News from Our Partners
There’s still time to register! Two environmental communication experts, Susi Moser and Cara Pike, are leading “Effective Community Engagement and Adaptation Communication” at the Social Coast Forum. In this course, trainees will learn and practice ways to generate greater community interest in being part of local climate solutions, create meaningful engagement opportunities, deal with climate contrarians, and navigate the emotionally charged territory of people’s responses to climate disruption. Find more information here.
Flooding and sea level rise are issues the City of Charleston, South Carolina, is experiencing at an increasing rate. In the 1970s, Charleston experienced two days of tidal flooding per year, but by 2045 the city is predicted to see 180 days of flooding annually. The city’s Sea Level Rise Strategy Plan is a comprehensive list of initiatives, some of which will be completed in the next two years and some that still need prioritizing. The city aims to be on the cutting edge of best practices for flood mitigation.
Those restoring wetlands long believed that leaving space between plants helped them thrive by decreasing the competition for light, nutrients, and other resources. However, new research is showing that bunching plants together actually increases wetland restoration success. The Duke University-led study took place in Florida and the Netherlands and saw a 107 percent boost in survival rates when plants were clumped and left with little-to-no room between individuals.
Join a national gathering of elected officials, planning professionals, realtors, bankers, government employees, and others for the 15th annual New Partners for Smart Growth Conference in Portland, Oregon, February 11-13, 2016. This year, the nation’s largest smart growth event will focus on tools and strategies for creating great cities.
Learn from hundreds of speakers from many disciplines who will share insights, valuable tools, and strategies for making smart growth a success in your community. The New Partners for Smart Growth Conference brings together a national audience, from planning professionals to stakeholders, to discuss tools and strategies to help communities. Register today for this valuable meeting in Portland, Oregon, February 11 to 13, 2016.
Conferences are overwhelming, presenting a variety of keynotes, presentations, conversations, new connections, and meet-ups. Having enough time to focus on the valuable information found in conference sessions while finding time to network can seem daunting. The Harvard Business Review came up with a list of tips to get the most out of a conference. The list includes ideas such as “pre-introducing” yourself and taking time to recharge.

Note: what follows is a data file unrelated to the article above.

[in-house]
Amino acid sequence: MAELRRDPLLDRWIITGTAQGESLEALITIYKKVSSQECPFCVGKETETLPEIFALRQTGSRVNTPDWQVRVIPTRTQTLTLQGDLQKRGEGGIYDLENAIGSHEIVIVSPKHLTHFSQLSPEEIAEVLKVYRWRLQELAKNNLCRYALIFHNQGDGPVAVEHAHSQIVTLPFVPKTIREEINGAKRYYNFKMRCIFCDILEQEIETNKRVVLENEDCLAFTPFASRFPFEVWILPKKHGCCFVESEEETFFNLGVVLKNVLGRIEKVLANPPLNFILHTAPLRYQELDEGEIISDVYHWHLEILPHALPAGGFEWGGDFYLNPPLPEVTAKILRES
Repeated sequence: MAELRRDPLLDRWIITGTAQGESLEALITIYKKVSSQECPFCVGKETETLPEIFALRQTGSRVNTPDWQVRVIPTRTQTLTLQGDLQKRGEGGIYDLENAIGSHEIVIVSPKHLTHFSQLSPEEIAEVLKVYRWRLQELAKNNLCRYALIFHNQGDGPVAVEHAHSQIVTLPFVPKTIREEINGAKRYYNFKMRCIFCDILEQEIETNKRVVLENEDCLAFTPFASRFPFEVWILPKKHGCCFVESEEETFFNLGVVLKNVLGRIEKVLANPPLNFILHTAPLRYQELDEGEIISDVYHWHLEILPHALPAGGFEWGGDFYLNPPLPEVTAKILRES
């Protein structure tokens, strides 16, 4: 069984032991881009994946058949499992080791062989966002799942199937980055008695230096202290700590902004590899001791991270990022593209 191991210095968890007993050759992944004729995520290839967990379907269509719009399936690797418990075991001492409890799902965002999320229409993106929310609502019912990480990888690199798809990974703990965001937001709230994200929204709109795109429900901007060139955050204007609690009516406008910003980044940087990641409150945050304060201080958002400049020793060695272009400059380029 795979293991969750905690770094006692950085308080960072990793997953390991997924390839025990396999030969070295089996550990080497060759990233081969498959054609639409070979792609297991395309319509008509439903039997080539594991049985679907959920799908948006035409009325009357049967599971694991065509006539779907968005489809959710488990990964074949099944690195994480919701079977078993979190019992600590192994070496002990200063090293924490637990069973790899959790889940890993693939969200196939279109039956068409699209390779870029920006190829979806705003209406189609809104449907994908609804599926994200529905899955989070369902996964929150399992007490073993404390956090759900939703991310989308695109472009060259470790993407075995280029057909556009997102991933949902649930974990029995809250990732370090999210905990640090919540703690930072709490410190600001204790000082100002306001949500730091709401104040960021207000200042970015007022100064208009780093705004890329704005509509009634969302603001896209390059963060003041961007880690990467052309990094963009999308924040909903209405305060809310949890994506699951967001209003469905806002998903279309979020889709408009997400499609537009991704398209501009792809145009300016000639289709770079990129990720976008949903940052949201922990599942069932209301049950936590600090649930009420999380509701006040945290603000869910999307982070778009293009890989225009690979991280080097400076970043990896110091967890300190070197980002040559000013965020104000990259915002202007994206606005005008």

Registration is now open for Social Coast Forum 2016, taking place February 9 to 11 in Charleston, South Carolina. Save your spot and discuss lessons learned from using social science for the field of coastal management. The past two meetings have been standing room only so don’t delay. View the preliminary program to see what’s in store.
Communities across the country are searching for effective ways to build resilience to ever-increasing storms and hazards. New technologies can make that job easier by cutting costs and providing services. The National Association of Counties hosted a webinar with Horry County, South Carolina, to highlight how they’re using technology to prepare for and respond to emergency events.
As the climate changes and the frequency and intensity of storms increase, communities are looking for ways to protect themselves. Green infrastructure provides an effective option that helps to filter and store excess water. A recent study led by NOAA and funded by the EPA Great Lakes Restoration Initiative dove into two cities in the Great Lakes and the ways in which green infrastructure could help benefit their economies.
According to a recent NOAA economics report, the Great Lakes water-dependent economy grew faster than other sectors in the region’s economy. The report broke the Great Lakes water-dependent economy into six sectors and analyzed wages, employment, and gross domestic product (GDP) for each. Michigan was the fastest-growing state in the U.S. in terms of water-dependent employment. One in five Michigan jobs are tied to water or water innovation, and Michigan’s water-dependent GDP grew by $238 million from 2011 to 2012, about 10% growth.